The results are in – viewers want social TV. According to Motorola’s 2011 Media Engagement Barometer survey, consumers have migrated away from traditional TV viewing habits and have adopted an “anytime, anywhere” mentality regarding TV consumption. The Media Engagement Barometer revealed that we spend about six hours a week on social networking sites; these findings open the floodgates for converged media opportunities. For instance, Mashable speculates that Netflix and Hulu will soon infiltrate our Facebook newsfeeds allowing us to check out what shows and movies our friends are watching. Verizon is teaming up with Redbox to launch a web-based video service next spring. GigaOM predicts Verizon’s over-the-top service will rival major online players like Netflix and Hulu.
Lastly, recent deals between the NFL and ESPN are raising network fees by over $3 billion a year! In result, providers might sharply hike up our cable bills to compensate for the expensive content rights. For those of you football fans, how much would you pay to watch sports programming?
1. Moto Study: Subs Want TV Social, Ubiquitous (Dec. 7) Broadband Technology Report: According to Motorola Mobility‘s “2011 Motorola Mobility Media Engagement Barometer,” consumer interest in social media connectivity and demand for “anytime, anywhere” entertainment is shifting the traditional TV viewing experience.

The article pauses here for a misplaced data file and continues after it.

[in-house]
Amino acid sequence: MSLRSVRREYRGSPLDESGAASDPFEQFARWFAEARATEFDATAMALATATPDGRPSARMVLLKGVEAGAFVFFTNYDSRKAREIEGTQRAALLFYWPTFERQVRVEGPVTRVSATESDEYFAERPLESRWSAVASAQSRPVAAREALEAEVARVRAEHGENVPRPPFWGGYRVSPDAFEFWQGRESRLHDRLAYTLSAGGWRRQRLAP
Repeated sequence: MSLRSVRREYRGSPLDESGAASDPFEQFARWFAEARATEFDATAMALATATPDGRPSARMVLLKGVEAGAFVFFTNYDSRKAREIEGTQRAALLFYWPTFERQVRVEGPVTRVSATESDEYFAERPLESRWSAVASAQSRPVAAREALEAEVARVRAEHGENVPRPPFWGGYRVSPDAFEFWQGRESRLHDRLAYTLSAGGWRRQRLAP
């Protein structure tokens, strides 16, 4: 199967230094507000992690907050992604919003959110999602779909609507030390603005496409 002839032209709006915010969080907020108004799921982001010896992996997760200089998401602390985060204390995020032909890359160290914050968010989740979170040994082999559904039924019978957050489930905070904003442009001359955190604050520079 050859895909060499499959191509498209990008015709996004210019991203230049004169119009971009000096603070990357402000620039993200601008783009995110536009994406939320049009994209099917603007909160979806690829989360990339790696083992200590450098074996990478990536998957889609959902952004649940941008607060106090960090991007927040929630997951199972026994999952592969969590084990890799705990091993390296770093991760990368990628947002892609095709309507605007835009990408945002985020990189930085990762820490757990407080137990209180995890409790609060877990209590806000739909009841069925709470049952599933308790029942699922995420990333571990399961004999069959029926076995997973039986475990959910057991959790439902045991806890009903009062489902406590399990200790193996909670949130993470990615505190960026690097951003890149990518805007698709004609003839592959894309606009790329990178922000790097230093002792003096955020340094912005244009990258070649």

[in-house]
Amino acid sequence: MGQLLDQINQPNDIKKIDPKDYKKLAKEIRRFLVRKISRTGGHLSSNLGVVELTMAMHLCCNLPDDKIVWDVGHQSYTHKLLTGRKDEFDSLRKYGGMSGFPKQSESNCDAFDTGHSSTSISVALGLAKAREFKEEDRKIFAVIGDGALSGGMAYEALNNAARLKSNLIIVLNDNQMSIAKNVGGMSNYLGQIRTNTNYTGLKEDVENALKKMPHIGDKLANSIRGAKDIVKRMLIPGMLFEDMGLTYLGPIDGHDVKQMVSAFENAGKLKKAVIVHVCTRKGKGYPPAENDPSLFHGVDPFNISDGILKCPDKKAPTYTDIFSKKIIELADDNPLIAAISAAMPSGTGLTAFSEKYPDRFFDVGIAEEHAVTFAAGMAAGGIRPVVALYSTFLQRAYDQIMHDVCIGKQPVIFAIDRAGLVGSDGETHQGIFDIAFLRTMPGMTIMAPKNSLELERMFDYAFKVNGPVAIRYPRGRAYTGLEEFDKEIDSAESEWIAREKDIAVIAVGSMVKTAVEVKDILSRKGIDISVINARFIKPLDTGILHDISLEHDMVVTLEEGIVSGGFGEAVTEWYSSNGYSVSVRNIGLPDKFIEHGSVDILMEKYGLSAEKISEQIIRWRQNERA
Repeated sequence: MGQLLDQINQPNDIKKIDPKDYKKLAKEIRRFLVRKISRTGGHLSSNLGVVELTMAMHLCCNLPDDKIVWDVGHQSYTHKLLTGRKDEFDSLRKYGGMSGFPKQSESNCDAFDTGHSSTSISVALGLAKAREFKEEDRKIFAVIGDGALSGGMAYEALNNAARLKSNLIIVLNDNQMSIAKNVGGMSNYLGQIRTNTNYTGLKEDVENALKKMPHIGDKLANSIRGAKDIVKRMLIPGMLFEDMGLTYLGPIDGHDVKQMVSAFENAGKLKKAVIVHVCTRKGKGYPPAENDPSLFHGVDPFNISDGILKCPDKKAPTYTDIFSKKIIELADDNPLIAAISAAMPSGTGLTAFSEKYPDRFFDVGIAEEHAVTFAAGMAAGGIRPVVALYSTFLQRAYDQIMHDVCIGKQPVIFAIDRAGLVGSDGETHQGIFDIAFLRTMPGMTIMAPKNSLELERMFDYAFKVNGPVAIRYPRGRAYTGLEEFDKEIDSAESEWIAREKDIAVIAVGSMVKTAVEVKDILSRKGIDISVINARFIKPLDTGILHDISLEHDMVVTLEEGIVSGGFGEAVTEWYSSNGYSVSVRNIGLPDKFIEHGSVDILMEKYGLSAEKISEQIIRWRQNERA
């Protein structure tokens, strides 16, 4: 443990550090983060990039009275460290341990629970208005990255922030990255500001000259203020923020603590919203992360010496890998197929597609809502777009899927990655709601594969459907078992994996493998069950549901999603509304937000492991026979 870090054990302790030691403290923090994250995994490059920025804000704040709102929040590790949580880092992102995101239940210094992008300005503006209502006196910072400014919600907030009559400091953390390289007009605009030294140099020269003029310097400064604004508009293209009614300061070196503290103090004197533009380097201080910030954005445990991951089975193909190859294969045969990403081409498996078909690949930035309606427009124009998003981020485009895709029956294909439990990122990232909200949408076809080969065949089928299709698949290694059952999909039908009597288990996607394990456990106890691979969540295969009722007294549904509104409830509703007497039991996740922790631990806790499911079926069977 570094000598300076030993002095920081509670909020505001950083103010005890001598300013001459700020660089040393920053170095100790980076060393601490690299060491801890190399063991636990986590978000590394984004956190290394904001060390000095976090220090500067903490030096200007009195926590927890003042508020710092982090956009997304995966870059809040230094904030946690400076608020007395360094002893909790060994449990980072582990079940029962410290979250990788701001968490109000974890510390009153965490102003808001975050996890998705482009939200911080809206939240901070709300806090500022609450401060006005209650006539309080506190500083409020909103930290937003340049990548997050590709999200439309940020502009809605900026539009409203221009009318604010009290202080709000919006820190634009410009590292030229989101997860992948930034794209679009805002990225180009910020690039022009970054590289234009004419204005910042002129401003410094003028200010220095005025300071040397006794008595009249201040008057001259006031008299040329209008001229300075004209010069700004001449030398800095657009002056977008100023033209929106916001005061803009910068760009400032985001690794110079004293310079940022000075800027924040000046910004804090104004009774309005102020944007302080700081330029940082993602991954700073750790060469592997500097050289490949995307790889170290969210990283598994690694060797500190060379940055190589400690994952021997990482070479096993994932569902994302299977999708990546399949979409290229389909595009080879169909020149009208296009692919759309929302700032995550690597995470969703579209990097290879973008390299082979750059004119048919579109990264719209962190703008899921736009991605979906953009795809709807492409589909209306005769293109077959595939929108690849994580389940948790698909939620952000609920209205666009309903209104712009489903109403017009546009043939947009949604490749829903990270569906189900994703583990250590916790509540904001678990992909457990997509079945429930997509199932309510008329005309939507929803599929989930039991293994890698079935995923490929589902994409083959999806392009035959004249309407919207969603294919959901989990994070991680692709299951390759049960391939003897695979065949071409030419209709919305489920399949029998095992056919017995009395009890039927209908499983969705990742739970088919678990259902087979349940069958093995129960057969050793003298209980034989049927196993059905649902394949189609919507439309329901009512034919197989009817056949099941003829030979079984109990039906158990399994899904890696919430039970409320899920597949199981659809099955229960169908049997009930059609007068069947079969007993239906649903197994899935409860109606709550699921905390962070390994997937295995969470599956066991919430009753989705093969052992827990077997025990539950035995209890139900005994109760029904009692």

2. What You Watch on Hulu and Netflix Is a Little Closer to Appearing on Facebook (Dec. 8th) Mashable: You know all those Spotify updates clogging up the ticker in your Facebook news feed? You might soon be seeing similar updates about what your friends are watching on Netflix or Hulu.
3. Verizon and Redbox Plan To Offer Streaming Movie and TV Shows In 2012 (Dec. 7) By Chris Chavez, Phandroid: Verizon is reportedly in talks with Redbox to team up and compete with Netflix by offering streaming video content to a variety of devices and set top boxes.
4. Why Verizon wants to go over-the-top (Dec. 6) By Ryan Lawler, GigaOM: Verizon is working on launching a streaming subscription video service that could compete directly against online players like Netflix and Hulu Plus, according to Reuters.
5. Cable-TV Honchos Cry Foul Over Soaring Cost of ESPN (Dec. 6) By Sam Schechner, The Wall Street Journal: Dissent is growing within the media business over the rising cost of sports programming, even as the NFL is negotiating new agreements that are expected to boost broadcast networks’ fees by 60% to about $3.2 billion a year.